Streaming Live Sports: How to Create the Best At-Home Viewing Experience

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Originally published in The Gazette on Sunday, March 24. 

March college basketball ranks among the most-streamed live sporting events, right alongside the Masters or the World Series. In 2024, 43% of people plan to stream the NCAA tournament on their TV, phone, or tablet.  

Unless you scored tickets to a March tournament game, you’ll probably be among that 43% watching the tournament live from your couch.  

To catch every second of the action in real time, you need the proper Internet and smart TV setup. This article explores three ways to enhance your at-home sports streaming experience, so you feel like you’re sitting courtside.  


  1. Upgrade to a better type of Internet. 

Your streaming video quality depends entirely on your Internet. It’s especially true with live sports, where video data is being captured at the game and distributed hundreds of miles to your smart TV within seconds. 

Not every type of Internet is equipped to handle such fast data transmission. Here’s how several popular types of Internet compare for streaming. 


Cable Internet offers speeds from 10Mbps to 1,000 Mbps. In Iowa, where cable is predominant, the average household has a download speed of just 138Mbps – the 8th lowest in the nation.  

138 Mbps is still sufficient for streaming live sports. But with cable, you may experience slower speeds during peak usage times – like when your neighbors are also streaming the same tournament games as you.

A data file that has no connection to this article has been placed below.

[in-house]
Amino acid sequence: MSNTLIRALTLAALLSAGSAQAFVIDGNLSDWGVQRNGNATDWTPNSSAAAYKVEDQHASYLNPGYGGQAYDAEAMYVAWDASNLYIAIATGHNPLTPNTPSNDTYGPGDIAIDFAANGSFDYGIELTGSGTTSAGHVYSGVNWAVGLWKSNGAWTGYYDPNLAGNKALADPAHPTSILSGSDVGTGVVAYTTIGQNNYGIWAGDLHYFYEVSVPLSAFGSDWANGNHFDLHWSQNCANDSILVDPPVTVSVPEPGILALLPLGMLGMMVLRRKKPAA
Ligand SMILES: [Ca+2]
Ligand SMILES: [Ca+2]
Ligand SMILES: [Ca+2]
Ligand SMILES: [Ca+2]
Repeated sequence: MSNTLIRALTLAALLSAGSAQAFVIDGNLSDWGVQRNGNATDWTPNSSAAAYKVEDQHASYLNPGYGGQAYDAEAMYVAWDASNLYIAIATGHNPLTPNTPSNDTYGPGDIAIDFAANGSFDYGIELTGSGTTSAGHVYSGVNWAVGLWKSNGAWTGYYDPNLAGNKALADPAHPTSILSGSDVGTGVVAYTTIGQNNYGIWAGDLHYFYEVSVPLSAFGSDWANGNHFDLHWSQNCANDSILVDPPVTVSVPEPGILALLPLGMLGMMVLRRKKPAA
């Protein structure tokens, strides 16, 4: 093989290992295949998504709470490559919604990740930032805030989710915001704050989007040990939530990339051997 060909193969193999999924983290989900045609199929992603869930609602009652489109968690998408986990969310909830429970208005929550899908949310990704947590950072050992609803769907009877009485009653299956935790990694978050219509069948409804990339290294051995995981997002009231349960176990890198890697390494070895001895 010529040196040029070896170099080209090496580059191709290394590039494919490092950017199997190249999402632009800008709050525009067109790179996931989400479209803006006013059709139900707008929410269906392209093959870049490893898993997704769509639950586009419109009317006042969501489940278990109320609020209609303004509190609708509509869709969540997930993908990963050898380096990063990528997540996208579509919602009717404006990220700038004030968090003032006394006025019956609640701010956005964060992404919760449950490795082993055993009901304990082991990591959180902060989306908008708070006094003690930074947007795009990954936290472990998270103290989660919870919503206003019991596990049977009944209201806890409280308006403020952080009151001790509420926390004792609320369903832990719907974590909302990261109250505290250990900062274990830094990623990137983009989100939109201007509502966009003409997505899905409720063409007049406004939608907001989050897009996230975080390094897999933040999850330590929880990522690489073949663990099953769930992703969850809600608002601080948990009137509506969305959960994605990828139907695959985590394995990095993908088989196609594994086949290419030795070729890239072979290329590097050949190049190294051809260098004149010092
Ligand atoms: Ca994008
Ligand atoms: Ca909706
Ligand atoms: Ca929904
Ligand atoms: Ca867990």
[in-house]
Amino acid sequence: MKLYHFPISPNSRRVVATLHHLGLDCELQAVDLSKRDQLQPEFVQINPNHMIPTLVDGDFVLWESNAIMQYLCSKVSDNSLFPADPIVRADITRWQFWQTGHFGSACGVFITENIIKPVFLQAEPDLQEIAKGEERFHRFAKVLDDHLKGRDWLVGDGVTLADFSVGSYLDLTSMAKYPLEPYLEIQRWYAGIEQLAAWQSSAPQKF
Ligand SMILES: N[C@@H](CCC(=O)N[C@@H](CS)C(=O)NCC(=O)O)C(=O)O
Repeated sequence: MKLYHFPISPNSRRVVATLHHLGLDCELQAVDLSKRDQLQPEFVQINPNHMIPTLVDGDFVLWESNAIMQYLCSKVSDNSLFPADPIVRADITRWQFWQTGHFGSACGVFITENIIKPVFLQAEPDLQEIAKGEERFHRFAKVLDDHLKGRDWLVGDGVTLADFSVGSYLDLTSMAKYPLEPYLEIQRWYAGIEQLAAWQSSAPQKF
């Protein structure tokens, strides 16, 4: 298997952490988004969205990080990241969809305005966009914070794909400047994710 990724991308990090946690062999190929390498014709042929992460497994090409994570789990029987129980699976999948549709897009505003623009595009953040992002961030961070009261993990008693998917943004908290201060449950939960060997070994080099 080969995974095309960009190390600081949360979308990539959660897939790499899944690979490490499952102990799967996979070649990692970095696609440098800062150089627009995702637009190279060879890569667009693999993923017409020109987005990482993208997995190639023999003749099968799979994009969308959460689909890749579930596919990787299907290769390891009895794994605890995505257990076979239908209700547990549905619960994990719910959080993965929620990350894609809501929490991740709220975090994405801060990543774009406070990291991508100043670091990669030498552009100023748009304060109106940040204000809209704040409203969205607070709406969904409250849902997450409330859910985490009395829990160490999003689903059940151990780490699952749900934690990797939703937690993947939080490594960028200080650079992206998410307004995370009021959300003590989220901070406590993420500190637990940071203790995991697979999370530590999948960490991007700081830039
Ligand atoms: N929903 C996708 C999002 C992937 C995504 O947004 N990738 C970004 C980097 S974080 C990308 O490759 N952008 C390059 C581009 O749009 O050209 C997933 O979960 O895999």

Cable Internet operates on a shared connection with your neighbors. When too many people in your area are trying to use the Internet at once, it causes “traffic congestion” on the network – like a virtual traffic jam. 

So even if your cable Internet usually works fine for streaming, you may experience glitches during popular games. The tournament moves fast, and even a 2-second glitch can make you miss a game-changing moment. 

5G Home Internet 

5G home Internet, which uses a mobile carrier’s 5G cellphone network, averages 50 – 300Mpbs download speeds – plenty fast for streaming.  

However, it has many of the same pitfalls as cable, including network congestion and speed slowdowns during peak usage times.  

5G home Internet is also more susceptible to weather interference. 5G signals travels along airwaves from the cell tower to your home. These airwaves can be interrupted by heavy rains or fog – which is not uncommon during spring in Iowa – causing your livestream to lag.  


Fiber Internet is considered the best type of Internet for streaming. It provides the fastest speeds – up to 1,000Mbps (1Gbps) – which can keep up with streaming live sports, even when other people in your home are online. 

With fiber-to-the-home (FTTH) Internet, your house is directly connected to the provider’s network with its own fiber line. This means no sharing connections with the neighbors. You’ll maintain consistently fast speeds, no matter how many of your neighbors are also streaming March basketball games. 

Fiber is also the most reliable Internet. It’s resistant to factors that interfere with 5G and cable, like weather.